‘Chronicle’ host Everett finds Cohasset a good fit
The host of WCVB-TV’s long-running “Chronicle’’ is as comfortable tooling behind the wheel of his boat, a 21-foot Grady White, as he is in front of a camera.
“Can you imagine being out here in a storm?’’ Anthony Everett marveled as he gazed at the towering Minot’s Ledge Light a mile offshore and regaled his passenger with details of the lighthouse’s century-and-a-half history. “Just amazing.’’
Born and raised in New York City, Everett now is entrenched in the South Shore. For the past 11 years, he has lived in a modest, modified Cape in a shady enclave of Cohasset, not far from the waters he loves.
He and his wife, Lydia, had been living in Wayland and were looking for a home in Duxbury. But one day she wandered through Cohasset and gave her husband a call.
“She grew up on Lake Michigan and always wanted to live on the water again,’’ Everett said, as his boat drifted in the calm morning waters near the lighthouse. “She saw the house, called me, and said, ‘This is it.’ ’’
They bought it that night, he said, and have been a part of the local landscape since, shopping in neighborhood stores and dining in favorite restaurants. He is also involved with such charities as the South Shore Habitat for Humanity and the Cohasset Education Foundation.
“We just love it here; it’s the perfect place for us,’’ said the 49-year-old Everett. “Not far from Boston and right by the water. It’s a great place to raise a family.’’
The family consists of the couple’s children, Alexander, 17, and Claire, 8, and a pair of exceptionally friendly Portuguese water dogs, Buster and Gracie, the former being the uncle of Bo, the dog of President Obama’s family.
Everett joined Channel 5 as a reporter in 1989, became a news anchor in 2000, and has hosted “Chronicle’’ since 2005, winning Emmys the last three years. He cohosted “Chronicle’’ with Mary Richardson until she retired in May, and has been doing the show solo since, occasionally with cohost Shayna Seymour.
But this longtime TV journalist could have just as easily been a lawyer, he said. Fresh out of Tufts University, Everett had been accepted at Boston College Law School.
“I was a double major at Tufts, English and philosophy,’’ he said, adding with a laugh, “meaning I was qualified to drive a cab or be a news anchor.’’
Or, as it turned out, a ski bum. Everett and a few buddies hit Aspen right out of college. They left, but he stayed.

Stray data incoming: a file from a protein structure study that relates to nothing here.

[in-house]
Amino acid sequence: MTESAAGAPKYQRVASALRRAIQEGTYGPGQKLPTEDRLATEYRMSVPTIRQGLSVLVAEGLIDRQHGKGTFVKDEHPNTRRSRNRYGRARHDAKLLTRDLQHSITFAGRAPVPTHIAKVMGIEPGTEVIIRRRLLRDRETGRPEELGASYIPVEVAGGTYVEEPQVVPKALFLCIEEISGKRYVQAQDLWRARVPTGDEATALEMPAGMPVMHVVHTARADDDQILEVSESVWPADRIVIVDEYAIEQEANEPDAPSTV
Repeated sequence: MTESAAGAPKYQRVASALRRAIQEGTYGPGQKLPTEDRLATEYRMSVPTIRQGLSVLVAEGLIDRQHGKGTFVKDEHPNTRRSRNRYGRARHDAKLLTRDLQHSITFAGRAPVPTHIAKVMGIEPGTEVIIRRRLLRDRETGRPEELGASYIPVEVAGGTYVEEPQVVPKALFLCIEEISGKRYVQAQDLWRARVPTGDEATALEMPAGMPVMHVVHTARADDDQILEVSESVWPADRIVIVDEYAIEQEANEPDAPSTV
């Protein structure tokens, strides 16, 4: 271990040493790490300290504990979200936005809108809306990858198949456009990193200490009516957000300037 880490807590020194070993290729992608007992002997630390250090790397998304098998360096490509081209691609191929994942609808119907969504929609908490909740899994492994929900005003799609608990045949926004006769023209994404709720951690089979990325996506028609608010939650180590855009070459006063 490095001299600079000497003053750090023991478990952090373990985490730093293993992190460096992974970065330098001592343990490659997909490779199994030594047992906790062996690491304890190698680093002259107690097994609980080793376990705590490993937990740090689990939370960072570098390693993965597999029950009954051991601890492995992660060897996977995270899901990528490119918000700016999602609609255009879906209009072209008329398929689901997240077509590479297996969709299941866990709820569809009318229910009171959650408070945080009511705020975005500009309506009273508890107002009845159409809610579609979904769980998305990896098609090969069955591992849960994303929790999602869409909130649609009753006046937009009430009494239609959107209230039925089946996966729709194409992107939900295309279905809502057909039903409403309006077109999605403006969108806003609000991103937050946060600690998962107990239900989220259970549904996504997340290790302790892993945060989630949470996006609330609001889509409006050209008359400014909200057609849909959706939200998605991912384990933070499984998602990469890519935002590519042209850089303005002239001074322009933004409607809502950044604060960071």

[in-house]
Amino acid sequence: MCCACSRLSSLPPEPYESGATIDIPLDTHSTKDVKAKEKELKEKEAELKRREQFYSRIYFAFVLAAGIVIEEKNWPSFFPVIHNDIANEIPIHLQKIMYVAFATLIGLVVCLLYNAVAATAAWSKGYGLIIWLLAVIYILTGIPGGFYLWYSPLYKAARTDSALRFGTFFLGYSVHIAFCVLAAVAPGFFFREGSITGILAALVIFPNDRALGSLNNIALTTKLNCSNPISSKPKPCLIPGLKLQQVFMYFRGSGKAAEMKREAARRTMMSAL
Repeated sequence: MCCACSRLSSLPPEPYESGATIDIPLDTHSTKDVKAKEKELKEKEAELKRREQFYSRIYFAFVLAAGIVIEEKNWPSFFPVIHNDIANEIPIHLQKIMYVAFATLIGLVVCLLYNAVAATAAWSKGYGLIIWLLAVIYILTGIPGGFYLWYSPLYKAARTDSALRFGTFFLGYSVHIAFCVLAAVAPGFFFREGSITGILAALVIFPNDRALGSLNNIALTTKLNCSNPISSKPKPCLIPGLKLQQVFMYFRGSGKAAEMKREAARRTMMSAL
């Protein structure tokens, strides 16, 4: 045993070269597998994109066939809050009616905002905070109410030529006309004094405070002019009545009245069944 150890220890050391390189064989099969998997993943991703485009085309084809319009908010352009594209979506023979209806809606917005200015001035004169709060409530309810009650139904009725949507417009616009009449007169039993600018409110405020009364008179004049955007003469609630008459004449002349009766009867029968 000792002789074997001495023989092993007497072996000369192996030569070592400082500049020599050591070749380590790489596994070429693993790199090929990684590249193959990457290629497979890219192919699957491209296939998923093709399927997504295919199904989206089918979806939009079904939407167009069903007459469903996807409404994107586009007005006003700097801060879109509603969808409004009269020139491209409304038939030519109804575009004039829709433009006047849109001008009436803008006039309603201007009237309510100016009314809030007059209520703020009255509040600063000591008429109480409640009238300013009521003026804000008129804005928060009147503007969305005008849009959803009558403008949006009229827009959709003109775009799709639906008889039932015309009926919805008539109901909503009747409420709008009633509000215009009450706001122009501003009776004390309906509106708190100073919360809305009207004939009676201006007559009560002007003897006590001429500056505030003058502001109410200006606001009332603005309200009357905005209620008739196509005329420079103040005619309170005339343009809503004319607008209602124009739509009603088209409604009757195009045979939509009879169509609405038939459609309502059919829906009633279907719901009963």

“I was waiting tables and skiing,’’ he said. “Then I heard about a job opening up at KSPN, which was an FM radio station that was just starting out in television. They needed a sports guy, and since I was editor-in-chief of the Tufts Daily, I figured I’d try out.
“My audition was awful, just awful,’’ Everett said, wincing at the memory — but he got the job. Within a year and a half, he was news anchor, overseeing the department. And, there he met two women who would change his life, the first being the station owner.
“A year after I got there, her daughter, Lydia, came out,’’ Everett said of his wife of 20 years. “I like to joke that I met my mother-in-law before I met my wife.’’
After a one-year stint in Hartford, he came to Channel 5.
These days, he works at home as much as possible, researching stories or writing scripts, before heading to the station’s Needham studios in the afternoon. Though he is the host of “Chronicle,’’ he does substantial reporting for the TV magazine’s 150 to 170 episodes per year, including a recent trip from Duxbury on a shark-tagging expedition. That day began at 5 a.m. and ended at 8 p.m., when that night’s show was over.
“Morning is my family time; we get the kids off to school, then I can work, go for a run, a bike ride, or out on the boat,’’ he said, just as Claire ran into the room for a quick hug. “It’s the best of both worlds.’’
“Chronicle’’ has endured for 28 years, consistently number one or two in the ratings, battling with “Jeopardy’’ in the 7:30 p.m. spot. In the July Nielsen ratings, “Chronicle’’ averaged 156,000 nightly viewers.
Everett said he is basically a storyteller, thriving on meeting interesting people, going to unusual places, and telling stories of what he finds. Though most of the show is about New England, it has also done pieces on such far-flung places as Costa Rica and Seoul. “We’ve gone all over the world, but it’s local people showing it to you,’’ he said.
While the show is in reruns for summer, Everett’s duties don’t stop, as he films now for programs that will air later. And though the shows you’re seeing are repeats, Everett is live in the studio each night providing lead-in narrative and observations between segments. He said he likes the more-or-less steady hours of his job now, but does miss reporting and anchoring news.
“There was a big fire in Boston recently, and I was in the studio anchoring it for an hour and a half that afternoon,’’ he said. “When you ask what I miss about the news, that’s it, when it’s live and the juices are flowing.’’
On a recent evening, Everett cohosted with Seymour, and as segments aired, they watched on their monitors, chatting between themselves, then reading from teleprompters mounted on three robotic cameras before them.
Anchor Heather Unruh stopped by to do a live news teaser for the nightly news, chatting with Everett and Seymour when segments ran.
Then they went live again, Everett smiling, thanking viewers for joining them, and saying good night.
Then he headed home to Cohasset, where he would relax, sleep, be a dad and husband, then start the process all over the next day.
Paul E. Kandarian can be reached at kandarian@ globe.com.